Or is it just that the Protestants who sling these sorts of “arguments” about, never think about them very deeply, or have never met a Catholic who can show that they are very weak arguments indeed?
The Catholic view on these matters is totally consistent and sensible. Here is how I expressed it in the Introduction of my first book, A Biblical Defense of Catholicism (2003):
Catholics need only to show the harmony of a doctrine with holy Scripture. It is not our view that every tenet of the Christian Faith must appear whole, explicit, and often in the pages of the Bible. We also acknowledge sacred Tradition, the authority of the Church, and the development of understanding of essentially unchanging Christian truths, as is to be expected with a living organism (the Body of Christ) guided by the Holy Spirit. A belief implicitly biblical is not necessarily antibiblical or unbiblical. But we maintain that the Protestant principle of sola Scriptura (“Scripture alone”), on the other hand, is incoherent and – I dare say – quite unbiblical.
In fact, many doctrines accepted by Protestants are either not found in the Bible at all (for example, sola Scriptura and the Canon of Scripture), are based on only a very few direct passages (for example, the Virgin Birth), or are indirectly deduced from many implicit passages (for example, the Trinity, the two natures of Jesus, and many attributes of God, such as His omnipresence and omniscience).
Let me be clear about the exact nature of my argument. I distinguished above between some things that are not in the Bible at all, in word or concept, and particular words that aren’t in the Bible, whereas the concepts certainly are.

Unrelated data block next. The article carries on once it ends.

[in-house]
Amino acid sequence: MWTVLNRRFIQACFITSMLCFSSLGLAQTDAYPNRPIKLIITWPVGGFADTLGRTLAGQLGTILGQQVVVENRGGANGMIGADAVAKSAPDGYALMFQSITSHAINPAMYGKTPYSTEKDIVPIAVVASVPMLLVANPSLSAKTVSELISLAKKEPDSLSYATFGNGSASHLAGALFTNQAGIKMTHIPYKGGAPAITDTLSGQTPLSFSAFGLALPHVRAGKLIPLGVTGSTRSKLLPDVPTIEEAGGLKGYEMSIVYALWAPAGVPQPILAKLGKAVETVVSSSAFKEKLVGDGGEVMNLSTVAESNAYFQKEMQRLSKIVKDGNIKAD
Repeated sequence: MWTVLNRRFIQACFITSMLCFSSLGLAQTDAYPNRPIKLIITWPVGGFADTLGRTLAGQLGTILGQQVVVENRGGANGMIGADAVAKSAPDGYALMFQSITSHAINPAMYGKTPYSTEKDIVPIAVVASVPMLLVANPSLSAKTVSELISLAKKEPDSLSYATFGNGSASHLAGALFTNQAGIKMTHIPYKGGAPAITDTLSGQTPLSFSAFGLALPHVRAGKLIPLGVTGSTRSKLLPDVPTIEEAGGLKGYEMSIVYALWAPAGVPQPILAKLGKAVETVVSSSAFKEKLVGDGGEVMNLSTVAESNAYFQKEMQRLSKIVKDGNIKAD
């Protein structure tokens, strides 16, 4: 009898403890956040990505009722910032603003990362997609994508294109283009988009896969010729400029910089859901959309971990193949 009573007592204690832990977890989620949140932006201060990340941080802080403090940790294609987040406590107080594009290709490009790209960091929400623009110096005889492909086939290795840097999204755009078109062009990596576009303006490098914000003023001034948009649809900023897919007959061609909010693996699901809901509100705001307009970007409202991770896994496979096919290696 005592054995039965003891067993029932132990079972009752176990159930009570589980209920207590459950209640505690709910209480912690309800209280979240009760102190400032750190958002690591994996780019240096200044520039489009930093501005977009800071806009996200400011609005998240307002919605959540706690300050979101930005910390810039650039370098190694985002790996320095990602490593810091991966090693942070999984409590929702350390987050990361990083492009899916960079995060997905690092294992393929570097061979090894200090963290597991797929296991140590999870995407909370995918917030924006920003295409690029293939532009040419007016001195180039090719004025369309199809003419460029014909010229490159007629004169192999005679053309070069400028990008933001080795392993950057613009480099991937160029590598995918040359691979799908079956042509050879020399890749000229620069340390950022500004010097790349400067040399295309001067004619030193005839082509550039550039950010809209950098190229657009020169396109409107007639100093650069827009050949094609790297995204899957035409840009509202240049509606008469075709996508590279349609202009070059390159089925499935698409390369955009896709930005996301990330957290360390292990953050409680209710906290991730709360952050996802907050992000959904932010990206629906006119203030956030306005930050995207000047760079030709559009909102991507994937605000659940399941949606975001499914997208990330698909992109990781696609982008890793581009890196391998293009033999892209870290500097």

So, for example, “Trinity” is obviously a biblical concept. I have defended it from the Bible for over thirty years (it was one of my first major apologetics efforts). But if the argument is that “since the word isn’t there [like “Lent”], then neither is the concept,” I reject that, because it doesn’t follow.
Whether a thing is “biblical” or not is referring to whether the concept or teaching is in the Bible; not necessarily a particular word to describe it.
In conclusion, as a concrete example of this difference with our esteemed Protestant brethren, someone asked on another Facebook group, why Catholics identified themselves by that title. I replied:
Why does everything have to be explicitly mentioned in the Bible for you to accept it? I vigorously dispute your premise. You ask a question based on an arbitrary tradition that you have pulled out of a hat, that isn't in the Bible itself. Why should anyone pay it the slightest attention?
Christians have as much justification to call themselves Catholics as they do to refer to the Godhead as The Holy Trinity. Neither is a biblical term, but both notions are clearly taught in the Bible. The fact that there was one Church meant that it was necessarily universal.
We say we are “Catholics” because it refers to the one true, universal Church as opposed to the unbiblical notion of denominations.